Carnoustie by and large produces quality champions, but they’re not always the most obvious.
This course was the starting point, in terms of major wins, for the last three champions here. Only in 1968, with Gary Player just holding off Jack Nicklaus, did we have a contest between the two best players in the world at the time.
The extremely dry conditions here this week are only going to get drier on the weekend – there’s some rain forecast for Friday morning, but not enough to make a difference – as the R&A aim to have greens like glass for Sunday, like they did the last time we had conditions like this at Muirfield five years ago, and Phil Mickelson won at three-under.
Who am I ruling out? High ball-flight bombers, mostly. That includes you, Rory. Tiger? Can’t see it.
Carnoustie is made for Sergio, or at least it should have been. The premium on ball-striking and control of the long game Carnoustie demands slots straight into his game’s biggest strength. He clearly should have won in 2007. Fatherhood earlier this year seemed to understandably distract him but he’s been 12th and 8th last two times out.
If Carnoustie can be overpowered – and it’s a big if, even playing this fast and firm – then DJ is the man to do it. Where he fell down at Shinnecock Hills was on the greens, and even if they get glassy at the weekend, there’s not a great deal to fool you on the putting surfaces at Carnoustie. His much-improved chipping game convinces as well. Just stay out of the traps, big guy.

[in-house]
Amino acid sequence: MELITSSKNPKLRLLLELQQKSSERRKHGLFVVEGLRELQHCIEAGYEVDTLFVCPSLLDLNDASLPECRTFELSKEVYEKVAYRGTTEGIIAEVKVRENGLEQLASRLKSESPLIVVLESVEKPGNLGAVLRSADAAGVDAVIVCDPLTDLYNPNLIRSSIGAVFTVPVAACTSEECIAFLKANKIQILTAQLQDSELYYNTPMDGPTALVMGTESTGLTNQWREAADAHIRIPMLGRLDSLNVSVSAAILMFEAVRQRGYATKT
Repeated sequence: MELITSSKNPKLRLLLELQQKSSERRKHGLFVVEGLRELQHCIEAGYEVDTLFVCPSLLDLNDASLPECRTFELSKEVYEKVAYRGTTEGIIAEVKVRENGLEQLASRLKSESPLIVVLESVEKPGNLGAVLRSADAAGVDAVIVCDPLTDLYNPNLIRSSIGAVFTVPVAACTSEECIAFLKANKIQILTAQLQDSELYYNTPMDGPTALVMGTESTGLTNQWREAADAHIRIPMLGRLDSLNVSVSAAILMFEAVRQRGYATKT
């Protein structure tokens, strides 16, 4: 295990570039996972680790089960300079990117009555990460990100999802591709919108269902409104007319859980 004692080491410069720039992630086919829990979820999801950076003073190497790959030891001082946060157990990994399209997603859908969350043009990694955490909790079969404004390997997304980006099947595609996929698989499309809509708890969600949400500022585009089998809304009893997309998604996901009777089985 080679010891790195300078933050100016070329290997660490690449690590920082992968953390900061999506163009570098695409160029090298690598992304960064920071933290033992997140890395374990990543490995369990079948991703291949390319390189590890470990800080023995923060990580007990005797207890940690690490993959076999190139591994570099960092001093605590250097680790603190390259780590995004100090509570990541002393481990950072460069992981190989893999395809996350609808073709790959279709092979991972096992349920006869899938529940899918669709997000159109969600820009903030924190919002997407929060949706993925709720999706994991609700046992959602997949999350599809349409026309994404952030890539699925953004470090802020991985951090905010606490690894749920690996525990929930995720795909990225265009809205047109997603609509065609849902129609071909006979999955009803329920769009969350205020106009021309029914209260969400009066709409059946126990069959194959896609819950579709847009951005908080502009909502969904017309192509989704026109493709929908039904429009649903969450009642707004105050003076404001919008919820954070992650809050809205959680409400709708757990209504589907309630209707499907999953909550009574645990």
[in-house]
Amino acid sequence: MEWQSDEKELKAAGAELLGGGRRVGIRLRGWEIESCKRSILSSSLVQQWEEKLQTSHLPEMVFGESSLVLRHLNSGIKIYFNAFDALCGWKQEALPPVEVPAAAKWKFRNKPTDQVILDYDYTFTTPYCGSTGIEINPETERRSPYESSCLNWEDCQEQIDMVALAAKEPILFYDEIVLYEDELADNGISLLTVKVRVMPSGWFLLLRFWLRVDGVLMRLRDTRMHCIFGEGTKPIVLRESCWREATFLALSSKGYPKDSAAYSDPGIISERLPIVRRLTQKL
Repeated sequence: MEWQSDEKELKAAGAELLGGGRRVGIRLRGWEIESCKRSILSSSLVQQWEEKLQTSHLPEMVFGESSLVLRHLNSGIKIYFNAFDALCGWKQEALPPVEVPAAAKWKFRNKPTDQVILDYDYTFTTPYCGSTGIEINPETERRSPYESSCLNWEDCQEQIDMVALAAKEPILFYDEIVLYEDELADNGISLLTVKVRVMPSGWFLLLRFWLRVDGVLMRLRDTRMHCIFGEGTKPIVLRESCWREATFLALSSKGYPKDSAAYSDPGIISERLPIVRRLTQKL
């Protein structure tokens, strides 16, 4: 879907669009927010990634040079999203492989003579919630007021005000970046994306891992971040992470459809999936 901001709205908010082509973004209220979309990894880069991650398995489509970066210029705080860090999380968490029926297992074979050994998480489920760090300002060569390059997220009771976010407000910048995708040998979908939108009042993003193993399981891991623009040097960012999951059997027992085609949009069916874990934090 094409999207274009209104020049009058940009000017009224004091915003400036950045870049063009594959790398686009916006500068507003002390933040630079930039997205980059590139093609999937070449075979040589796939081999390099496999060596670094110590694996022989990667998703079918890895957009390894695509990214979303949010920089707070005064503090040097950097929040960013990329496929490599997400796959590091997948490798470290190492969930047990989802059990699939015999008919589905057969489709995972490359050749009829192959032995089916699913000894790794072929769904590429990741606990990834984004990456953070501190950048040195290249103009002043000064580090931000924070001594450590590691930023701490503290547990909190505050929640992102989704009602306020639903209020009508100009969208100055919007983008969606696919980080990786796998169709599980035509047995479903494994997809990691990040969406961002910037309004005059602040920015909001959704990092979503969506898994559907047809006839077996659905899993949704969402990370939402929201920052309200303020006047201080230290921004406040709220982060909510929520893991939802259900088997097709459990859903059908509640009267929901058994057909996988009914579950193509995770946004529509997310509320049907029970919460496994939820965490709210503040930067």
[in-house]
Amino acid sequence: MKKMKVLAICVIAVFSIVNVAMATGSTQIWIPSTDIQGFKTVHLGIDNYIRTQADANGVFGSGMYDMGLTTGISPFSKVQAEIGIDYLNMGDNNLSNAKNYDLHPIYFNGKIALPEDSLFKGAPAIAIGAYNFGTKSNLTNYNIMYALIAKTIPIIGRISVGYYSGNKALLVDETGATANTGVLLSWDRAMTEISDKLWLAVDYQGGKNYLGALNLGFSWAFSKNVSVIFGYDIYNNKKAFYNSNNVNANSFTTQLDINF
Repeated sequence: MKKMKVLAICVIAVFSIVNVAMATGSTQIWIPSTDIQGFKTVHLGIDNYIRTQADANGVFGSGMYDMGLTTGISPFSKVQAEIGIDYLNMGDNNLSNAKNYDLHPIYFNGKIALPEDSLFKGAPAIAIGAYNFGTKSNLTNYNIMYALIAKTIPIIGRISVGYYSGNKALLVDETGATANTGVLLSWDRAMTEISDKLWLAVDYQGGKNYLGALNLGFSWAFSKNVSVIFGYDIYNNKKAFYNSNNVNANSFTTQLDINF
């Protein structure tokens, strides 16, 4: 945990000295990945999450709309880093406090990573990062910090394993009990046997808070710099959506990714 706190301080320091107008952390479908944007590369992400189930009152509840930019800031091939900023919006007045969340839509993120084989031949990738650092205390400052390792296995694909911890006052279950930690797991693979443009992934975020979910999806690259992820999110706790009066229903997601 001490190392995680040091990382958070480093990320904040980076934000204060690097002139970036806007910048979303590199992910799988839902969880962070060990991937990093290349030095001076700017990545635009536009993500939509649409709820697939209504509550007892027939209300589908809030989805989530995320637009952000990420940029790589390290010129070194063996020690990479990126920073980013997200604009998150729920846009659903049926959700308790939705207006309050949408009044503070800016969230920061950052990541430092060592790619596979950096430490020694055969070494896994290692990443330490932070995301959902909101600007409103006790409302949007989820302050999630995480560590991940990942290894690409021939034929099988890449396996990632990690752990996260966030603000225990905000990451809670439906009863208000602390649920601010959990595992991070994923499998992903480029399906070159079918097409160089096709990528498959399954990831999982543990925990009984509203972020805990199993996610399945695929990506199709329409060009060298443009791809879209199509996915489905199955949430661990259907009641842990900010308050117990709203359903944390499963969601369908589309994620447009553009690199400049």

Of all the identikit, big-bombing athletes at the front of the world game, the US Open champion seems to be the most adaptable. Perhaps his time in Europe, when he played well at a couple of Dunhills, brought this out of him. Fully fit, you take him as a contender on any layout, in any conditions.
Must be the smart person’s tip because everyone seems to be tipping the Australian to do well. Brought up near the Melbourne sandbelt, great all-round game, and has finished top six in three of the last four Opens. Australians also have a habit of doing well at Carnoustie.
There is no-one in better form in world golf right now than the Italian – W-2-T25-W-2 in his last five tournaments. His biggest strength is putting the ball in the right place to attack the flag, which Carnoustie demands more than any other Open venue. If he has a weakness, it’s an occasionally iffy putter, but that’s less of a problem here.
It’s downright astonishing that Rose’s best Open performance is STILL his T4 as an amateur teenager at Birkdale 20 years ago. That’s something that simply has to change sooner than later. Looked to be solid and playing within himself at Gullane last week, and there’s no reason why he shouldn’t be the first Englishman to capture the Jug since Faldo in 1992.
Keep an each-way eye on: Emiliano Grilli (Argentinians, for some reason, do well at Carnoustie) , Tyrrell Hatton (a coming man, double Dunhill winner), Xander Schauffele (the choice of Colin Sinclair, the Carnoustie Links head pro, as a possible surprise rookie winner), Eddie Pepperell (strong form, good on links, other guy won’t shoot 60 to beat him this week), Branden Grace (Dunhill specialist, can play links golf for sure), Lee Westwood (there’s one more shot a major left, and he should have won the last time an Open course was like this).